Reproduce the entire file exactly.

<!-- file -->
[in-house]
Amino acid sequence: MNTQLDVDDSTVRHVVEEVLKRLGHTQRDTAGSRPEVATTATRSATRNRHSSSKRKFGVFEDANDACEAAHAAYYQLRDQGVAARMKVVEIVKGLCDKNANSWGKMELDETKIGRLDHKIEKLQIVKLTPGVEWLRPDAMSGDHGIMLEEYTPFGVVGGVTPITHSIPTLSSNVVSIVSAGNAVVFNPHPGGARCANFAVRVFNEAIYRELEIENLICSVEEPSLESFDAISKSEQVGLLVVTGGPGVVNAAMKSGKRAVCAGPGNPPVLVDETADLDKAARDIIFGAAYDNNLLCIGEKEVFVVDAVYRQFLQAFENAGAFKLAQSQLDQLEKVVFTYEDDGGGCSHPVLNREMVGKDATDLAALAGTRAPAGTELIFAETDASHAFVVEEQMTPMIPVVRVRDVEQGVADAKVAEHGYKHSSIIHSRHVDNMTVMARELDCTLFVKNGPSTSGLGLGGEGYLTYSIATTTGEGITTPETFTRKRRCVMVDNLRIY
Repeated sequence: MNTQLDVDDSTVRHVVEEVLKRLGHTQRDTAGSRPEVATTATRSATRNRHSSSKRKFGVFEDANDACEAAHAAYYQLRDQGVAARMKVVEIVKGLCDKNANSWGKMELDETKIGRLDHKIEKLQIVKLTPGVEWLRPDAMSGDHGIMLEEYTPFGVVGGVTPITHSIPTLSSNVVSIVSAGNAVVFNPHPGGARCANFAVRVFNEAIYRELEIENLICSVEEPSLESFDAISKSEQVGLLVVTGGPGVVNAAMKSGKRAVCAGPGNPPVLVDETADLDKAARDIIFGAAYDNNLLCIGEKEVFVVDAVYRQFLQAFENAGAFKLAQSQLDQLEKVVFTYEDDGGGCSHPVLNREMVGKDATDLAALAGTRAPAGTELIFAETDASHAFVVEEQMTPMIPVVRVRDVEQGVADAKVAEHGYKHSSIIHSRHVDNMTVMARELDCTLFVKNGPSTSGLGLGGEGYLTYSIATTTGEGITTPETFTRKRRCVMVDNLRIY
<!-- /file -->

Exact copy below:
[in-house]
Amino acid sequence: MNTQLDVDDSTVRHVVEEVLKRLGHTQRDTAGSRPEVATTATRSATRNRHSSSKRKFGVFEDANDACEAAHAAYYQLRDQGVAARMKVVEIVKGLCDKNANSWGKMELDETKIGRLDHKIEKLQIVKLTPGVEWLRPDAMSGDHGIMLEEYTPFGVVGGVTPITHSIPTLSSNVVSIVSAGNAVVFNPHPGGARCANFAVRVFNEAIYRELEIENLICSVEEPSLESFDAISKSEQVGLLVVTGGPGVVNAAMKSGKRAVCAGPGNPPVLVDETADLDKAARDIIFGAAYDNNLLCIGEKEVFVVDAVYRQFLQAFENAGAFKLAQSQLDQLEKVVFTYEDDGGGCSHPVLNREMVGKDATDLAALAGTRAPAGTELIFAETDASHAFVVEEQMTPMIPVVRVRDVEQGVADAKVAEHGYKHSSIIHSRHVDNMTVMARELDCTLFVKNGPSTSGLGLGGEGYLTYSIATTTGEGITTPETFTRKRRCVMVDNLRIY
Repeated sequence: MNTQLDVDDSTVRHVVEEVLKRLGHTQRDTAGSRPEVATTATRSATRNRHSSSKRKFGVFEDANDACEAAHAAYYQLRDQGVAARMKVVEIVKGLCDKNANSWGKMELDETKIGRLDHKIEKLQIVKLTPGVEWLRPDAMSGDHGIMLEEYTPFGVVGGVTPITHSIPTLSSNVVSIVSAGNAVVFNPHPGGARCANFAVRVFNEAIYRELEIENLICSVEEPSLESFDAISKSEQVGLLVVTGGPGVVNAAMKSGKRAVCAGPGNPPVLVDETADLDKAARDIIFGAAYDNNLLCIGEKEVFVVDAVYRQFLQAFENAGAFKLAQSQLDQLEKVVFTYEDDGGGCSHPVLNREMVGKDATDLAALAGTRAPAGTELIFAETDASHAFVVEEQMTPMIPVVRVRDVEQGVADAKVAEHGYKHSSIIHSRHVDNMTVMARELDCTLFVKNGPSTSGLGLGGEGYLTYSIATTTGEGITTPETFTRKRRCVMVDNLRIY